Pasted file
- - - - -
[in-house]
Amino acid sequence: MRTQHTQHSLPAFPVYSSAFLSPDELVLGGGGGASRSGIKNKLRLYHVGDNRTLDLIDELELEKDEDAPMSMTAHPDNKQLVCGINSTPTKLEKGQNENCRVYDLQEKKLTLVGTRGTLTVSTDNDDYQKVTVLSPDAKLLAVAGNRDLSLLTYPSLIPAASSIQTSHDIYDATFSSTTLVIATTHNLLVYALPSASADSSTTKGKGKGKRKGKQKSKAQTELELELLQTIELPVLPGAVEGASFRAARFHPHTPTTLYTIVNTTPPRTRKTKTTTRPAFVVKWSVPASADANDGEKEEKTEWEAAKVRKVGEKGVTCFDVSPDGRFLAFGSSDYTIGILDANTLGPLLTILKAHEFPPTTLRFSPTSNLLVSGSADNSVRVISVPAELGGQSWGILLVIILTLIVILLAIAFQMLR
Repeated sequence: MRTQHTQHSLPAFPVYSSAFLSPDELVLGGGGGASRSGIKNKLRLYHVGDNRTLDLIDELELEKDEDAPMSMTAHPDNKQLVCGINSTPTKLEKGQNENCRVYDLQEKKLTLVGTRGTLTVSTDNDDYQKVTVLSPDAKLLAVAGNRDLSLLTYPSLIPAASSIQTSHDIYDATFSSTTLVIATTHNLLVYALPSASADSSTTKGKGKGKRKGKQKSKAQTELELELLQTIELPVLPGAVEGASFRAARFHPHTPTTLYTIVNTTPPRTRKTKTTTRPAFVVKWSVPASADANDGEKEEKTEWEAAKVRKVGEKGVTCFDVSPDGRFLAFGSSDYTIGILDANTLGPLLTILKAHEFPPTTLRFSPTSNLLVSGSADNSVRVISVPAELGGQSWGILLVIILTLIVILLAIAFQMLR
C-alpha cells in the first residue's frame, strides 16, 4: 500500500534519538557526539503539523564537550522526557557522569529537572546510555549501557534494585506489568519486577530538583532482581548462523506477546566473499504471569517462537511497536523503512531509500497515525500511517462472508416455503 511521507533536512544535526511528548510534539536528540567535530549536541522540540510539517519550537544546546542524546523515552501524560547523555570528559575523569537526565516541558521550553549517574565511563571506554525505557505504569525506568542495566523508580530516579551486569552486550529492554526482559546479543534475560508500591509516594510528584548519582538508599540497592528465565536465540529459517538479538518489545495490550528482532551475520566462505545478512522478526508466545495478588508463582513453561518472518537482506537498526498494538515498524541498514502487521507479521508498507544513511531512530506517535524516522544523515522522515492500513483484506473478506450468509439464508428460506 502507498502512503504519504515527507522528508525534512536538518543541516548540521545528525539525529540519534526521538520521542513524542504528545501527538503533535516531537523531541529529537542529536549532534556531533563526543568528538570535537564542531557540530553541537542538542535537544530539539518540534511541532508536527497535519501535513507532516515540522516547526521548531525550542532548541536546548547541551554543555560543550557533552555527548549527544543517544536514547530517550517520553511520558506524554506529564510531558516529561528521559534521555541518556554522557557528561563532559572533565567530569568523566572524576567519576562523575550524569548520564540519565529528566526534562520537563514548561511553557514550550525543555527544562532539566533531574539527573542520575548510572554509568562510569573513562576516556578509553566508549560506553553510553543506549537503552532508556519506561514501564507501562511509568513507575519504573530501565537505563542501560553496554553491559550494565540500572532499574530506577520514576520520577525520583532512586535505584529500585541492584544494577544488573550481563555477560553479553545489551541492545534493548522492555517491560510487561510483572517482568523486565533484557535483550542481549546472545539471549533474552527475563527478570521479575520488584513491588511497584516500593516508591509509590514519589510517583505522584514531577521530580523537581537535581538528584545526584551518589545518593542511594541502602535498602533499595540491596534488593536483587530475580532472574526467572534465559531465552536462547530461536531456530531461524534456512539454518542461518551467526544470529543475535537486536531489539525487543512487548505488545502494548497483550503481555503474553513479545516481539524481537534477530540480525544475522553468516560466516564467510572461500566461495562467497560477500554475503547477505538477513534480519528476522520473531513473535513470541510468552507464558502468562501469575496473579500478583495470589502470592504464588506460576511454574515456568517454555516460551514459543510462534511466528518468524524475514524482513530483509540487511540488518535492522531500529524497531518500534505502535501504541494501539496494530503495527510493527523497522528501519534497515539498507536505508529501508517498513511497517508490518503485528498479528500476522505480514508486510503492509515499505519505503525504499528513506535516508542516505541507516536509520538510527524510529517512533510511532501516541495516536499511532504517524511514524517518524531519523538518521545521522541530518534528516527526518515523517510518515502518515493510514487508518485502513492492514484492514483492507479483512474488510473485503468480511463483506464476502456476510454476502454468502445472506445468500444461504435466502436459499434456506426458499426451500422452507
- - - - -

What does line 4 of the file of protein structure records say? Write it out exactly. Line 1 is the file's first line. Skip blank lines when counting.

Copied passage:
C-alpha cells in the first residue's frame, strides 16, 4: 500500500534519538557526539503539523564537550522526557557522569529537572546510555549501557534494585506489568519486577530538583532482581548462523506477546566473499504471569517462537511497536523503512531509500497515525500511517462472508416455503 511521507533536512544535526511528548510534539536528540567535530549536541522540540510539517519550537544546546542524546523515552501524560547523555570528559575523569537526565516541558521550553549517574565511563571506554525505557505504569525506568542495566523508580530516579551486569552486550529492554526482559546479543534475560508500591509516594510528584548519582538508599540497592528465565536465540529459517538479538518489545495490550528482532551475520566462505545478512522478526508466545495478588508463582513453561518472518537482506537498526498494538515498524541498514502487521507479521508498507544513511531512530506517535524516522544523515522522515492500513483484506473478506450468509439464508428460506 502507498502512503504519504515527507522528508525534512536538518543541516548540521545528525539525529540519534526521538520521542513524542504528545501527538503533535516531537523531541529529537542529536549532534556531533563526543568528538570535537564542531557540530553541537542538542535537544530539539518540534511541532508536527497535519501535513507532516515540522516547526521548531525550542532548541536546548547541551554543555560543550557533552555527548549527544543517544536514547530517550517520553511520558506524554506529564510531558516529561528521559534521555541518556554522557557528561563532559572533565567530569568523566572524576567519576562523575550524569548520564540519565529528566526534562520537563514548561511553557514550550525543555527544562532539566533531574539527573542520575548510572554509568562510569573513562576516556578509553566508549560506553553510553543506549537503552532508556519506561514501564507501562511509568513507575519504573530501565537505563542501560553496554553491559550494565540500572532499574530506577520514576520520577525520583532512586535505584529500585541492584544494577544488573550481563555477560553479553545489551541492545534493548522492555517491560510487561510483572517482568523486565533484557535483550542481549546472545539471549533474552527475563527478570521479575520488584513491588511497584516500593516508591509509590514519589510517583505522584514531577521530580523537581537535581538528584545526584551518589545518593542511594541502602535498602533499595540491596534488593536483587530475580532472574526467572534465559531465552536462547530461536531456530531461524534456512539454518542461518551467526544470529543475535537486536531489539525487543512487548505488545502494548497483550503481555503474553513479545516481539524481537534477530540480525544475522553468516560466516564467510572461500566461495562467497560477500554475503547477505538477513534480519528476522520473531513473535513470541510468552507464558502468562501469575496473579500478583495470589502470592504464588506460576511454574515456568517454555516460551514459543510462534511466528518468524524475514524482513530483509540487511540488518535492522531500529524497531518500534505502535501504541494501539496494530503495527510493527523497522528501519534497515539498507536505508529501508517498513511497517508490518503485528498479528500476522505480514508486510503492509515499505519505503525504499528513506535516508542516505541507516536509520538510527524510529517512533510511532501516541495516536499511532504517524511514524517518524531519523538518521545521522541530518534528516527526518515523517510518515502518515493510514487508518485502513492492514484492514483492507479483512474488510473485503468480511463483506464476502456476510454476502454468502445472506445468500444461504435466502436459499434456506426458499426451500422452507